Microsoft Azure IoT Hub

Connected devices sending telemetry have to be stored before it can be analysed. Idle choice would be an event hub, which is meant for handling large volume of streams. In this example we will try to simulate a device sending data to Azure IoT Hub.

For easy management we will create all the resources in one resource group, so that it can be deleted in one go after our job is done. Please visit resources.azure.com, choose right subscription, expand resource group and location required resource group to delete.

resources.azure.com

What is IoT Hub?

As Microsoft explains: “IoT Hub is a managed service hosted in the cloud that acts as a central message hub for communications in both directions between an IoT application and its attached devices.” You can understand it as a Event Hub used for bi-direction communication which supports multiple messaging patterns (Device to cloud, Cloud to device, files upload) and protocols (HTTPs, AMQP & MQTT).

Let’s start building something working before we go in more details. As we know every resource in Azure lives in a resource group, so start with creating a resource group using Azure CLI.

If you haven’t installed Azure CLI yet the please follow instructions at Install the Azure CLI for Windows | Microsoft Docs.

List of all az commands can be found at az | Microsoft Docs.

Login to your Azure subscription using

az login <# It will log you in your Azure Subscription #>

If you have multiple subscriptions then below command will help you choosing right subscription for this purpose

az account set --subscription SubscriptionIdOfYourChoice

All available Azure locations can be find using (choose one near to you, we will use this in next command)

az account list-locations --query “[].{DisplayName:displayName, Name:name}” -o table

Choose location near to you. I have chosen ‘uksouth’. Chose an unique name for resource group. I have chosen ‘rg-iothub’.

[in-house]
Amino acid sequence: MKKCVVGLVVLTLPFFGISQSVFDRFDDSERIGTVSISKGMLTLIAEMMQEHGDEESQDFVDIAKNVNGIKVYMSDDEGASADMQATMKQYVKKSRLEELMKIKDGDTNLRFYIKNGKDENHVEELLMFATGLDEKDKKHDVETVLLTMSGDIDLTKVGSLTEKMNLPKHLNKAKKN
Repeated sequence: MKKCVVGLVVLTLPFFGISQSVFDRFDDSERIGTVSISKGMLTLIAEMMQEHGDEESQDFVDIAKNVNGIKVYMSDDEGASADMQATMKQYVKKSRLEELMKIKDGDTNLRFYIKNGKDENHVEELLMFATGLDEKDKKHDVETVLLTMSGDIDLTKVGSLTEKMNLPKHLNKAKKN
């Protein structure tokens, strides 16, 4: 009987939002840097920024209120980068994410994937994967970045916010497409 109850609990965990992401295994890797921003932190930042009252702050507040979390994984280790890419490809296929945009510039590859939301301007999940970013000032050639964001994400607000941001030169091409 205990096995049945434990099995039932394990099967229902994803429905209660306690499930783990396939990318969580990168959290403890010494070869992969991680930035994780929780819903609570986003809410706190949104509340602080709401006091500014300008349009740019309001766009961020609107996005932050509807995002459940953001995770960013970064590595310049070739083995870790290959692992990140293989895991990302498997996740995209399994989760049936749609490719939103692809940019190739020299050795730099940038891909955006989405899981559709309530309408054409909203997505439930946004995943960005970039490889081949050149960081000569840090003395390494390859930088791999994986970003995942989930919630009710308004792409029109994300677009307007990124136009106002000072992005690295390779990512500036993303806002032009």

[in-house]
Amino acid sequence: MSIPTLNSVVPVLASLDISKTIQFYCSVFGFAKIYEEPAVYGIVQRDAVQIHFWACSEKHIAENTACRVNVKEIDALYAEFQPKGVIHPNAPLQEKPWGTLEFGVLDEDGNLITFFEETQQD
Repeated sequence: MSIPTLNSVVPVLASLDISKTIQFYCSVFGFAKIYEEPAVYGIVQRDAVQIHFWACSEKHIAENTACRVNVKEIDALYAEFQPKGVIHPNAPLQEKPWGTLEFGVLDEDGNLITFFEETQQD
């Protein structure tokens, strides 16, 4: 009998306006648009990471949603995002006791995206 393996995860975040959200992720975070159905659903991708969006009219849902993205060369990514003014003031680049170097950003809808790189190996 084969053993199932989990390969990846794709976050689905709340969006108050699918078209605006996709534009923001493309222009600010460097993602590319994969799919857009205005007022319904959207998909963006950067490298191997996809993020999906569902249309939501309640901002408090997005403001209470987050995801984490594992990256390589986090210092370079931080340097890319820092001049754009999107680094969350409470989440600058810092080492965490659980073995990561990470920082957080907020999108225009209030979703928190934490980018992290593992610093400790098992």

az group create --location uksouth --resource-group rg-iothub

Create IoT hub in free tier with 2 partitions (You can’t have less than 2 and more than 2 partitions in free tier). Execution of below command might take some time and expect a JSON output when this command completes.

az iot hub create --resource-group rg-iothub --name HelloWorldIoTHub --sku F1 --partition-count 2

Only an authenticated device can communicate with IoT Hub. So let’s create a device “hello-world-connected-device” with shared key access. Run following command to create one, output would contain primary and secondary key.

az iot hub device-identity create -n HelloWorldIoTHub -d hello-world-connected-device --am shared_private_key --ee

A connection string would be required to connect device with hub. Following command would reveal connection string using primary key. Make a note of it, this will be used in code to send some telemetry data to create IoT hub.

az iot hub device-identity connection-string show --device-id hello-world-connected-device --auth-type key --hub-name HelloWorldIoTHub --key-type primary

Download C# code from

AZ-220-Microsoft-Azure-IoT-Developer/Allfiles/Labs/04-Connect an IoT Device to Azure/Final at master · MicrosoftLearning/AZ-220-Microsoft-Azure-IoT-Developer · GitHub

Update connection string as shown in the screenshot below

Update Line 28, with the connection string noted previously

Run the code and observe it sending telemetry information to hub. Number of messages sent to IoT hub can be verified at Azure portal

Run created console app again and see this number increasing.

Don’t forget to delete resources after experiment is complete.

MS Azure, IoT, Artificial Intelligence, Machine Learning